Dirty driving: How Nevada could close 'classic' car loophole

CARSON CITY, Nev. (AP) — What makes a car classic? It sounds like fodder for bar trivia, but in Nevada it’s a question almost certain to come up in the state Legislature.

Classic vehicle license plates issued by the state Department of Motor Vehicles allow vehicle owners to bypass annual smog checks required in Clark and Washoe counties, including in and around Las Vegas and Reno.

While many people think of classics as perhaps a 1950s muscle car or a vintage roadster, Nevada cars can qualify for “Classic Rod” plates when they are just 20 years old.

That means a 2001 minivan you’re still using to run the kids around and drive to work could qualify, for a $37 standard DMV application fee.

Some environmentalists say many people are using the classic designation to get around smog standards for cars that are more rolling fog machines than pieces of automotive history.

Assemblyman Howard Watts, D-Las Vegas, is proposing legislation to close the loophole, restricting the special plates to vehicles more typically considered classics.

“Basically, more and more vehicle (owners) have realized they can drive these vehicles with a classic plate, they don’t have to get a smog check, and there’s no real enforcement,” Watts told the Las Vegas Sun .

The number of classic cars registered in Clark and Washoe counties has grown from about 5,000 in 2011 to more than 23,000 this year.

Under existing law, classic cars are not supposed to be driven more than 5,000 miles a year.

But, Watts said, “the DMV doesn’t really have the structure or resources to enforce that.”

His proposed solution: Require people who want classic car plates to have classic car insurance. It would help solve the problem because insurance companies are generally pickier about what kind of vehicles qualify as classics.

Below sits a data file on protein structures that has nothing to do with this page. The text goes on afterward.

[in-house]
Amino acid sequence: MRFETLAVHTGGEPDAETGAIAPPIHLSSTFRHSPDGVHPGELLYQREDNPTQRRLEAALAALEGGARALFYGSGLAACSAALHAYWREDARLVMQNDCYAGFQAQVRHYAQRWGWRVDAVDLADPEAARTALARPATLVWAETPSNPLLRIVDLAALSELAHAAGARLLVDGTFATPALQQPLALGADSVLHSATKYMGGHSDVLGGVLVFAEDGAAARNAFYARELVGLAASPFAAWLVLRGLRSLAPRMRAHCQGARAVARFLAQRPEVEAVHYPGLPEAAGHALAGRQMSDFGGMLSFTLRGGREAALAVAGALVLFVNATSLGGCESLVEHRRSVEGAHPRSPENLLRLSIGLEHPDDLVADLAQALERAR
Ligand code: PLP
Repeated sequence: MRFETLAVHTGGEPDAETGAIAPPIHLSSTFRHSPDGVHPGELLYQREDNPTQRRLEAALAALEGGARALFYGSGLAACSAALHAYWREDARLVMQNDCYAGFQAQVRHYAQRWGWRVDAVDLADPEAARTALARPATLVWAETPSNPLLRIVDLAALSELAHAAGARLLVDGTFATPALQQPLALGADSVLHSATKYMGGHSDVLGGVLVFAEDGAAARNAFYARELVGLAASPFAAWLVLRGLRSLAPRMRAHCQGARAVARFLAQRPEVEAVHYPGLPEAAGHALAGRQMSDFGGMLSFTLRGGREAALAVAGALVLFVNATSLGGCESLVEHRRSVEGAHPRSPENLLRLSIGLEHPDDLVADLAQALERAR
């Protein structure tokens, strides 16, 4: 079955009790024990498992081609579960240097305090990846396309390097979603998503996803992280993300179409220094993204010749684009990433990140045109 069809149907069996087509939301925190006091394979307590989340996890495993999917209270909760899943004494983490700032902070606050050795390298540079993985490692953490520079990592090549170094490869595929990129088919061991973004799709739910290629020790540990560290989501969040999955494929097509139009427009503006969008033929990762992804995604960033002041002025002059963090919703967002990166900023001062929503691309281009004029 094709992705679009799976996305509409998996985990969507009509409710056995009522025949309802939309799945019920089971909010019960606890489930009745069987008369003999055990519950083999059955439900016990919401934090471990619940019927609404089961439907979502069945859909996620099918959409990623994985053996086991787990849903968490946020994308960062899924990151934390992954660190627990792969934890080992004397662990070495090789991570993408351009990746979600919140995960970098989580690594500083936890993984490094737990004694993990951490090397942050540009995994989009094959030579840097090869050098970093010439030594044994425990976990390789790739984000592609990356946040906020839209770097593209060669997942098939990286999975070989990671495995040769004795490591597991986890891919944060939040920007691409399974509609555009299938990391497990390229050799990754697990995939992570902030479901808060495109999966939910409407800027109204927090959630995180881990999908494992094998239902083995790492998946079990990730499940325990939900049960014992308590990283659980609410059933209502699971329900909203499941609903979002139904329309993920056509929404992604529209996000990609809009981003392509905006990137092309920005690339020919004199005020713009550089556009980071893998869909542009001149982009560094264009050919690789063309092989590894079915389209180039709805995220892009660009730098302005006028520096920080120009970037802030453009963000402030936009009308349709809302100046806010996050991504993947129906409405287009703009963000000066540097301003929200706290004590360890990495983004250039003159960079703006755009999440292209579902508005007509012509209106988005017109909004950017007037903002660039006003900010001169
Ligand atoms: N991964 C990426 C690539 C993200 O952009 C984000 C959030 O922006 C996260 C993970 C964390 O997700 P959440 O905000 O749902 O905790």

Allstate, for example, lists typical qualifications as limited annual mileage, proof of proper storage, proof the driver has another car for everyday driving and vehicle age requirements.

It’s difficult to figure the impact on the environment from cracking down on the number of early classics on the road. But older cars are significantly dirtier than newer models.

Emissions from a 1990 model year vehicle produced up to 18 times the amount of ozone-producing emissions as a 2015 model, according to a 2016 report by the Nevada Division of Environmental Protection.

Rudy Zamora, program director for Chispa Nevada, a Latino-focused arm of the League of Conservation Voters, said the legislation would benefit communities of color, which often bear the brunt of pollution.

“Communities of color are disproportionately affected because we are the ones that are closer to the sources of pollution — we’re closer to the highways,” he said.

Christi Cabrera, policy and advocacy director for Nevada Conservation League, said the proposed legislation would also direct some state emissions fees to fund car smog repair programs and electric-vehicle incentives for low-income people in Clark and Washoe counties.

Watts said the environmental, economic and clean-energy impacts of the bill make it worth passing. “I think it’s a win, win, win policy,” he said.